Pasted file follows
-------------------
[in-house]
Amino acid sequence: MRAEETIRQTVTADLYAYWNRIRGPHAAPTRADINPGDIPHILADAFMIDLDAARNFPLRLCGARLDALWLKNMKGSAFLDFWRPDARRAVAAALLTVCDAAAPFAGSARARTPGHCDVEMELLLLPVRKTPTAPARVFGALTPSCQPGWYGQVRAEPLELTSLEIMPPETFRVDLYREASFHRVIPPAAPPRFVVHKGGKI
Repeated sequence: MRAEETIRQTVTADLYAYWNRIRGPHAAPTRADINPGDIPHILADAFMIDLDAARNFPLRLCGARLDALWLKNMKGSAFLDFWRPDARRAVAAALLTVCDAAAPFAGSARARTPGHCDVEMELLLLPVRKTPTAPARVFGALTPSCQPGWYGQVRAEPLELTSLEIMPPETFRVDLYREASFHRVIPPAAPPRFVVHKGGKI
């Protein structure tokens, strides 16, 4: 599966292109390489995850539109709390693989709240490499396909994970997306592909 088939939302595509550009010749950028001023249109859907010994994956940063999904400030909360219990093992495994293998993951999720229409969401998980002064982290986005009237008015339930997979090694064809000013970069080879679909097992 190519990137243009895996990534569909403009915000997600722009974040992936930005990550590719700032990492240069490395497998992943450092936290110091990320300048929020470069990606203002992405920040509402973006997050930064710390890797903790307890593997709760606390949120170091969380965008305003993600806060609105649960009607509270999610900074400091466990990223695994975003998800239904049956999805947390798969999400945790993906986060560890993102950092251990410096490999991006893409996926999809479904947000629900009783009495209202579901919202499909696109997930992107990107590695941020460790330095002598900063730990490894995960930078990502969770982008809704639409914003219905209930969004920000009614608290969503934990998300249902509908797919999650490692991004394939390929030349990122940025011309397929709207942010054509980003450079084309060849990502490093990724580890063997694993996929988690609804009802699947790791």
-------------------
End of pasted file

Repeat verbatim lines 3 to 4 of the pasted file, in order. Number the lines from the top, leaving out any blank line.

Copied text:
Repeated sequence: MRAEETIRQTVTADLYAYWNRIRGPHAAPTRADINPGDIPHILADAFMIDLDAARNFPLRLCGARLDALWLKNMKGSAFLDFWRPDARRAVAAALLTVCDAAAPFAGSARARTPGHCDVEMELLLLPVRKTPTAPARVFGALTPSCQPGWYGQVRAEPLELTSLEIMPPETFRVDLYREASFHRVIPPAAPPRFVVHKGGKI
């Protein structure tokens, strides 16, 4: 599966292109390489995850539109709390693989709240490499396909994970997306592909 088939939302595509550009010749950028001023249109859907010994994956940063999904400030909360219990093992495994293998993951999720229409969401998980002064982290986005009237008015339930997979090694064809000013970069080879679909097992 190519990137243009895996990534569909403009915000997600722009974040992936930005990550590719700032990492240069490395497998992943450092936290110091990320300048929020470069990606203002992405920040509402973006997050930064710390890797903790307890593997709760606390949120170091969380965008305003993600806060609105649960009607509270999610900074400091466990990223695994975003998800239904049956999805947390798969999400945790993906986060560890993102950092251990410096490999991006893409996926999809479904947000629900009783009495209202579901919202499909696109997930992107990107590695941020460790330095002598900063730990490894995960930078990502969770982008809704639409914003219905209930969004920000009614608290969503934990998300249902509908797919999650490692991004394939390929030349990122940025011309397929709207942010054509980003450079084309060849990502490093990724580890063997694993996929988690609804009802699947790791």